War of the Rebellion: Serial 081 Page 0579 Chapter LII. CORRESPONDENCE, ETC.-UNION.

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all arrangements made for the attack when one of his brigade commanders blundered, exposing the whole move. Smith, therefore, did not make it.

G. WEITZEL,

Brigadier-General.

HEADQUARTERS TENTH CORPS,

July 1, 1864.

General WEITZEL:

The big gun has arrived, but there is no gin or anything to handle it with, nor any ammunition.

W. T. H. BROOKS,

Brigadier-General.

JULY 1, 1864.

General BROOKS:

Wilson is all right. Coming in on Suffolk road. No details know.

G. WEITZEL,

Brigadier-General.

HEADQUARTERS TENTH CORPS,

July 1, 1864.

General FOSTER:

What is the news from your garrison below Four-Mile Creek? What work are you having done? Was it laid out by the engineers?

W. T. H. BROOKS,

Brigadier-General.

GENERAL FOSTER'S HEADQUARTERS,

July 1, 1864.

General BROOKS:

The enemy's shell fell short of the camp of the garrison and did no damage. We are strengthening the rifle-pits, making an infantry parapet of them and putting abatis in front. The work is all laid out and superintended by the engineers.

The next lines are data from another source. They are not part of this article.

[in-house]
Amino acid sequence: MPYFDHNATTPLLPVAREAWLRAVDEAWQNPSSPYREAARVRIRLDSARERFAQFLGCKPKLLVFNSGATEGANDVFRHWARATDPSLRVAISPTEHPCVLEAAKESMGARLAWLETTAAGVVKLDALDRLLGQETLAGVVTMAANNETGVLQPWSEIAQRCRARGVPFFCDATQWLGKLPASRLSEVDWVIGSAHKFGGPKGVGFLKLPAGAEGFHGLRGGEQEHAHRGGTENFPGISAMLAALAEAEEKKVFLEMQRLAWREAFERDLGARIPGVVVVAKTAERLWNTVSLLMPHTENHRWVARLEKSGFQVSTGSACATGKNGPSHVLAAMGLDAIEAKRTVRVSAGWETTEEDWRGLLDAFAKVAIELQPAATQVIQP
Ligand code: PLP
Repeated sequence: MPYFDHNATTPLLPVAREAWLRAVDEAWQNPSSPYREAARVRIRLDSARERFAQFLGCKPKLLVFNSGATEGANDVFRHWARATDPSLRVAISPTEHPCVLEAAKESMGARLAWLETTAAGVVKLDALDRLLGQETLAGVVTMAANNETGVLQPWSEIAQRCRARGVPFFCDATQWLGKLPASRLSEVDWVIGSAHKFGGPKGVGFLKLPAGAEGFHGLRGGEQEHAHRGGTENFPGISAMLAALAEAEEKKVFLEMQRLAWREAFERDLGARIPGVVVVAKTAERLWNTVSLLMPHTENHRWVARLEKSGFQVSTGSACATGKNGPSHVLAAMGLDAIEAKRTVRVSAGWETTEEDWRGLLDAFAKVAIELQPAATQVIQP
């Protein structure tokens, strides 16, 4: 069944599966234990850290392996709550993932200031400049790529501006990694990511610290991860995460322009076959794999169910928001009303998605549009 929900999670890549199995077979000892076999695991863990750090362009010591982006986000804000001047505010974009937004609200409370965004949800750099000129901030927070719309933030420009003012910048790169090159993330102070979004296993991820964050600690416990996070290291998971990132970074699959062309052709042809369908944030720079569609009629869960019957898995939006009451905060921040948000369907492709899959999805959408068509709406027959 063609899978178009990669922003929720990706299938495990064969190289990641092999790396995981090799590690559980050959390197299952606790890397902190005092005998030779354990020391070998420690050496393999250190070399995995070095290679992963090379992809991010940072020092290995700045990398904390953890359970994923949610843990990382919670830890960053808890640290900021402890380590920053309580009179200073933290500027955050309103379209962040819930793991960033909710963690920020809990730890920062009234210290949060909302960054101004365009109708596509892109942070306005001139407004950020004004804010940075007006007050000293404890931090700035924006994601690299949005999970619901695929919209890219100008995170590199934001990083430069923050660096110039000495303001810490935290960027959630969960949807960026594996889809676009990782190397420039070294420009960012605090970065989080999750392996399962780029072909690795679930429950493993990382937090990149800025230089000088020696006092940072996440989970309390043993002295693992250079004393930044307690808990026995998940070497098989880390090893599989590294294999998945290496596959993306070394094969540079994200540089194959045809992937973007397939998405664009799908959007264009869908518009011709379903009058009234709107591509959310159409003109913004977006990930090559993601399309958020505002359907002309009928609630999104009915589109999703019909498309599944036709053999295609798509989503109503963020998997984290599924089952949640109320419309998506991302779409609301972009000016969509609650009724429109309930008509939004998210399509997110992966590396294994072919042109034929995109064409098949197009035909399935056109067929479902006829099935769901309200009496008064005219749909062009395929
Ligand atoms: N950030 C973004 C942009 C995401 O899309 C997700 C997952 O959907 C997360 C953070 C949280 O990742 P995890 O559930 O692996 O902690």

R. S. FOSTER,

Brigadier-General.

FORT MONROE, July 1, 1864.

Major-General SMITH,

Eighteenth Corps:

Colonel Abbot is mistaken about the number of 8-inch mortar shells. There are 6,000 here and on the road to City Point, and 2,000 more on the road from New York here. We have 5,,300 8-inch columbiad shells. We have a large quantity of the round bullets and condemned smooth-bore ammunition, which I will send up, also quantity of port lines. Captain Edson, ordnance officer, suggests a practical difficulty in using the bits of iron mixed with the bursting charge in the mortar shells, to wit-the liability of the iron while in motion to explode the charge.

BENJ. F. BUTLER,

Major-General, Commanding.